The Heart and Soul of a Navy Corpsman

On this upcoming Veteran’s Day, we celebrate servicemembers who fought on the battlefield and all those who supported them like Christian Quintero.

The Quintero Family – left to right – Tara, Noah and Christian. Photo courtesy of the Quintero Family.

The 25-year-old Navy Reservist and University of South Florida student talked with me about his five years on active-duty as a Navy corpsman.

He was only 19 when he began his work assisting on surgeries of the most severely injured like amputees at Bethesda Naval Medical Center – now known as the Walter Reed National Medical Center.

“When I got into the operating room and the first time I was in one of those type of cases, I remember the initial shock, just for a second, I was like ‘Wow,’” Quintero said. “Then after that, my training kicked into gear and I knew what to do.”

He was supposed to be just an observer on that first case in a tiny operating room. But the medical team needed help prepping the young patient who had lost both his legs.

So, Quintero stepped up – his medical training and compassion for fellow servicemembers took over.

“Without getting into specifics, you do see things that most people my age or most people of any age will never see in their life,” Quintero said. “

He carries with him the faces and circumstances of the men and women he cared for when they returned from Afghanistan and Iraq. It’s an unbreakable bond that is difficult for Quintero to talk about.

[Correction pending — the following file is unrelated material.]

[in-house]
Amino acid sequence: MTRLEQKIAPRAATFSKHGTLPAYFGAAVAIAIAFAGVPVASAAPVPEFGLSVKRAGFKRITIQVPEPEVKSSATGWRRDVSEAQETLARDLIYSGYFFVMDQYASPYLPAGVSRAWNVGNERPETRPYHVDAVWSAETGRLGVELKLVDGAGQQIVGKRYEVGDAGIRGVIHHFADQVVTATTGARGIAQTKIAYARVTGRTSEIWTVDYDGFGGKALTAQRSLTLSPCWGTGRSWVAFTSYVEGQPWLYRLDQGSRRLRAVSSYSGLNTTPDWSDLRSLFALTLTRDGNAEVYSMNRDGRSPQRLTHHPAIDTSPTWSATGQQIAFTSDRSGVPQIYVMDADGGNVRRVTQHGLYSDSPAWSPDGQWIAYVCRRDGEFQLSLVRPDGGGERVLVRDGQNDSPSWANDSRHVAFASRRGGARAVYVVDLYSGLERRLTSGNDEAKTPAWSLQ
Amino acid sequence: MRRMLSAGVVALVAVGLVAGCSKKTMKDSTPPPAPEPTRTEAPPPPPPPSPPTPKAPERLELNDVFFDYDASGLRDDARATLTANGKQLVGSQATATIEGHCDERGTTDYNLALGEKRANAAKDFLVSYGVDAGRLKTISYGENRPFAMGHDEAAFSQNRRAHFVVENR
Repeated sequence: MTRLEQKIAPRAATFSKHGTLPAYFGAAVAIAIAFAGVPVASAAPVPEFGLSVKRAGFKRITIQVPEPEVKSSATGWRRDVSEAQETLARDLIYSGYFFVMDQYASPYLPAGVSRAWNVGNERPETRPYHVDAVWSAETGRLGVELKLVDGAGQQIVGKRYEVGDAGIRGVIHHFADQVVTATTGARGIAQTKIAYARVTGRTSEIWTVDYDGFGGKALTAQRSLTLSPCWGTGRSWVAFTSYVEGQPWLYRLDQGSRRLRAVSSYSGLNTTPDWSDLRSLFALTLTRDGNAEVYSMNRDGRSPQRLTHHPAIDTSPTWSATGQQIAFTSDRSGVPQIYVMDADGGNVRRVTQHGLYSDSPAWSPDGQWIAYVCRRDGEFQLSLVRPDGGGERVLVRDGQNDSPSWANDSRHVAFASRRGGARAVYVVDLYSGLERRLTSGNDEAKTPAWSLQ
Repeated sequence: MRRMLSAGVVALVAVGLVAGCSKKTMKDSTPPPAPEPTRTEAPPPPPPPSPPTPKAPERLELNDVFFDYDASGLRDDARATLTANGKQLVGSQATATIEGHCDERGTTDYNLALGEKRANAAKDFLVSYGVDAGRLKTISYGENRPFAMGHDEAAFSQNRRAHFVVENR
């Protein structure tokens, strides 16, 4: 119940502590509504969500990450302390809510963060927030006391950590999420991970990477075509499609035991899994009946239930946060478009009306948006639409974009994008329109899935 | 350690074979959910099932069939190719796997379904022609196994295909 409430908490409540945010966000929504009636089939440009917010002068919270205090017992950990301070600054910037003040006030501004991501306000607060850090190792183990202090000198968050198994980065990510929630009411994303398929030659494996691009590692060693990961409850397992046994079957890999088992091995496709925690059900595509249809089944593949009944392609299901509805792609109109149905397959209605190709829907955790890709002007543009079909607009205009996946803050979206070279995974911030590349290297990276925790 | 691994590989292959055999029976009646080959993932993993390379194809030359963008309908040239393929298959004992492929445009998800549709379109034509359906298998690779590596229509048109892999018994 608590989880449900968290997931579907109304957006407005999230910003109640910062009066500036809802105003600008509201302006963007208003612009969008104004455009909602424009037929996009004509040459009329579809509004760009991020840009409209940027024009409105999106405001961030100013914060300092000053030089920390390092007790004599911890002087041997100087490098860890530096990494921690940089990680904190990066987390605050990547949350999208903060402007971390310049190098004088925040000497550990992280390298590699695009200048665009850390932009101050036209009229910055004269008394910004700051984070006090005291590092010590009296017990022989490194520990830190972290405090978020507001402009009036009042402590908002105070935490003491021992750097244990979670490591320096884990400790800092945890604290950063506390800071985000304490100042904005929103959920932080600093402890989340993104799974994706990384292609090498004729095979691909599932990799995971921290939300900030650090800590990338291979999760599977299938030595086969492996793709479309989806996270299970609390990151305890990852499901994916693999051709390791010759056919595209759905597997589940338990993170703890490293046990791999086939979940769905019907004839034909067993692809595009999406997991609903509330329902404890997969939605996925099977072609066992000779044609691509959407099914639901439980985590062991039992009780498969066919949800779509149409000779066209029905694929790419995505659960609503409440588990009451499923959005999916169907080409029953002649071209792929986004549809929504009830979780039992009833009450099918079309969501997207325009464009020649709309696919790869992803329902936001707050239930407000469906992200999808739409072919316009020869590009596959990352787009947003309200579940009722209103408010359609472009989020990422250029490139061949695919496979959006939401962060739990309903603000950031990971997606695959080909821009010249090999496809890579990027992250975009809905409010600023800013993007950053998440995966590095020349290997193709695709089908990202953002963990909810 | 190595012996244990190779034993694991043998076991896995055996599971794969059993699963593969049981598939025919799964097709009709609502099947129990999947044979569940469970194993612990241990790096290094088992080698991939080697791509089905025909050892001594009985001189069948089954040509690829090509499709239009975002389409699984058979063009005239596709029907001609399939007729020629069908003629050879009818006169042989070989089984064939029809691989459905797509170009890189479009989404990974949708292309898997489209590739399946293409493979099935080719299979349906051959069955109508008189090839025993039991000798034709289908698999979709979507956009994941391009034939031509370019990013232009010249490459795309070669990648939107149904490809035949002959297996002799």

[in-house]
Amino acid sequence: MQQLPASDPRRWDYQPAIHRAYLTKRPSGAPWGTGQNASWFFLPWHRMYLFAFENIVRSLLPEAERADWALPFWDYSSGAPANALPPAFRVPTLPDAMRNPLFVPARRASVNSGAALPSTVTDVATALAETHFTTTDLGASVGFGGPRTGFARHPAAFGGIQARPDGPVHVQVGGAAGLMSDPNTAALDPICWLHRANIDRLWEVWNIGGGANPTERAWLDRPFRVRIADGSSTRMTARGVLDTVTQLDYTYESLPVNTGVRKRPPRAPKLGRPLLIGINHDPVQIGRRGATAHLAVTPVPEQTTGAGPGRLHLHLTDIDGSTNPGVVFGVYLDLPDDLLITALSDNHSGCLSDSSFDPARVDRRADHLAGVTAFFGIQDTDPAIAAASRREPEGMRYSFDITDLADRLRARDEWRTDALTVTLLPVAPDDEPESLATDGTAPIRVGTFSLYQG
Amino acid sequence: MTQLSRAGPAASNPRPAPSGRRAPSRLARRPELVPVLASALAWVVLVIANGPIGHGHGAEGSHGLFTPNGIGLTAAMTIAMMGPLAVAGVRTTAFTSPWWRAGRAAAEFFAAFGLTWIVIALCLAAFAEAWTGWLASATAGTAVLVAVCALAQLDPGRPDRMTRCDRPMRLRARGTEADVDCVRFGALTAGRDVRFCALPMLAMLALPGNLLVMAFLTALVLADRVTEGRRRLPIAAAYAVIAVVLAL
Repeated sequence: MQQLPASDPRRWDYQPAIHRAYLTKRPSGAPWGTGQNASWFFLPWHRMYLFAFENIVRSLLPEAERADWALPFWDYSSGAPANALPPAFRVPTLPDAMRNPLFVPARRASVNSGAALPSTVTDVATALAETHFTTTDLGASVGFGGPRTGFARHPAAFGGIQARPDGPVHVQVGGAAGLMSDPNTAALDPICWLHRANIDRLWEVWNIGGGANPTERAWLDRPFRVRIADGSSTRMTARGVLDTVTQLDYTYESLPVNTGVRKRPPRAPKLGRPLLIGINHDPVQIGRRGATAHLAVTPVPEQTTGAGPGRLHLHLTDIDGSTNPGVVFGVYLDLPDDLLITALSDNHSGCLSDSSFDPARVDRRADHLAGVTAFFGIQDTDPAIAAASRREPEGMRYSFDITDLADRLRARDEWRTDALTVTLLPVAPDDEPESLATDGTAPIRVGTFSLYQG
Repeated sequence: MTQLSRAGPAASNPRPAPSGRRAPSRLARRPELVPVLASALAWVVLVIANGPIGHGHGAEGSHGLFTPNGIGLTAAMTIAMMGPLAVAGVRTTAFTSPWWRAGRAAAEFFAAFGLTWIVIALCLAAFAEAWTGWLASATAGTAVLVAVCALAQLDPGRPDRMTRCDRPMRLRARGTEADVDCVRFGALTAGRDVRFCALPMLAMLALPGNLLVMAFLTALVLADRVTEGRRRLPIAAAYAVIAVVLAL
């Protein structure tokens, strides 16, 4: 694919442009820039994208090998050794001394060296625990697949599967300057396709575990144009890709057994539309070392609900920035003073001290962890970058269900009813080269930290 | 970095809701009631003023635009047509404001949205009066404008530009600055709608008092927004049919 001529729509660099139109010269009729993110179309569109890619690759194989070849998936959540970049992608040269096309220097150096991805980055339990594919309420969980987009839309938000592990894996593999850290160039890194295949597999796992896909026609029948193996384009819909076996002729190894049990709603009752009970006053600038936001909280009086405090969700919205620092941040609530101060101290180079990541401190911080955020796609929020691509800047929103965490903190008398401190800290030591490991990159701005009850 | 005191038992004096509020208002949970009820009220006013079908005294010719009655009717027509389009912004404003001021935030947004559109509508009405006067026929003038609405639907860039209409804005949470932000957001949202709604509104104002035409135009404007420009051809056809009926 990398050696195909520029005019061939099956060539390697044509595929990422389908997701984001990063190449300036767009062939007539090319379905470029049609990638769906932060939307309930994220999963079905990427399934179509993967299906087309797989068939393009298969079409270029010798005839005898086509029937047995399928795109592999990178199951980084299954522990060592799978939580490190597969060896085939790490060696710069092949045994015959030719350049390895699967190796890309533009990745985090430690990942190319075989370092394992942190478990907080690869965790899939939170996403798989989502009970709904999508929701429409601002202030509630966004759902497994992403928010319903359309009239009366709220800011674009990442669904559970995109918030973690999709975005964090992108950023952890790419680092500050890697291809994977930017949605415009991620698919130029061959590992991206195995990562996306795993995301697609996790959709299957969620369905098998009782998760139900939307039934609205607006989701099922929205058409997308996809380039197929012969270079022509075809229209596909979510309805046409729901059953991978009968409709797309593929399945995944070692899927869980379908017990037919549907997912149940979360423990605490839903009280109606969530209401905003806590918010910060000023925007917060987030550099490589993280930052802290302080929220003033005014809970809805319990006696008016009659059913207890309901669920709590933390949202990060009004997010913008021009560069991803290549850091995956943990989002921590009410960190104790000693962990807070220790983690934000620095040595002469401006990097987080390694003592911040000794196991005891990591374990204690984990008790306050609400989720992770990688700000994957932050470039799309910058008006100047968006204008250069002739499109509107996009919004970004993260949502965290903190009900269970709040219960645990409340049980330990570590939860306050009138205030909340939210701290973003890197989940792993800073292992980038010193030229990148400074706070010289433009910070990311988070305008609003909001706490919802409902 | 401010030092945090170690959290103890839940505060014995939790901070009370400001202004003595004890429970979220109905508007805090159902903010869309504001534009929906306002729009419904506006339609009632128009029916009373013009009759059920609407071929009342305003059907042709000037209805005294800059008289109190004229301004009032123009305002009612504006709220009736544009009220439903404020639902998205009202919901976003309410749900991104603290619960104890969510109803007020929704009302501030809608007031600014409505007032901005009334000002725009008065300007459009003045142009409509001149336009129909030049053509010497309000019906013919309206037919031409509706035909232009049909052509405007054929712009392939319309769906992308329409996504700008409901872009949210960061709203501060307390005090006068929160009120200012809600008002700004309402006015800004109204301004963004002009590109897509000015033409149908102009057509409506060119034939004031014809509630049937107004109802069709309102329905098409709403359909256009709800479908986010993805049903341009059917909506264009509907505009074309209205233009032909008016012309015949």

“There’s a common bond there’s a friendship that only that person and I can understand or veterans for that matter can understand,” Quintero said.

He met his wife, Lara, at Bethesda. She worked in the operating rooms too. They have a 3-year-old son, Noah.

Quintero transitioned to the Naval Reserves last year and enrolled full-time at USF. He was going to study nursing, but changed his major to mass communications.

“I woke up one day and I said, you know, ‘I don’t see myself being a nurse for the next 30 years. And that’s not a knock on the profession because it’s a great profession an honorable profession,” Quintero said. “I decided to pursue my passion which is mass communication.”

His goal: to become communications expert that can help veterans tell their stories and “get the recognition they deserve.”

Quintero currently holds down a part-time job with Vistra Communications, serves in the Reserves, goes to school full-time and is full-time family man. He plans to spend Veterans Day with his family.

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One Response

  1. An exceptional will, accompanied by faith, I suppose, is a big force, rescontrable on this veterans I admire.not only, i thanmks and honor such persons who give us a great lesson, demonstarting that live must be lived. claudio alpaca

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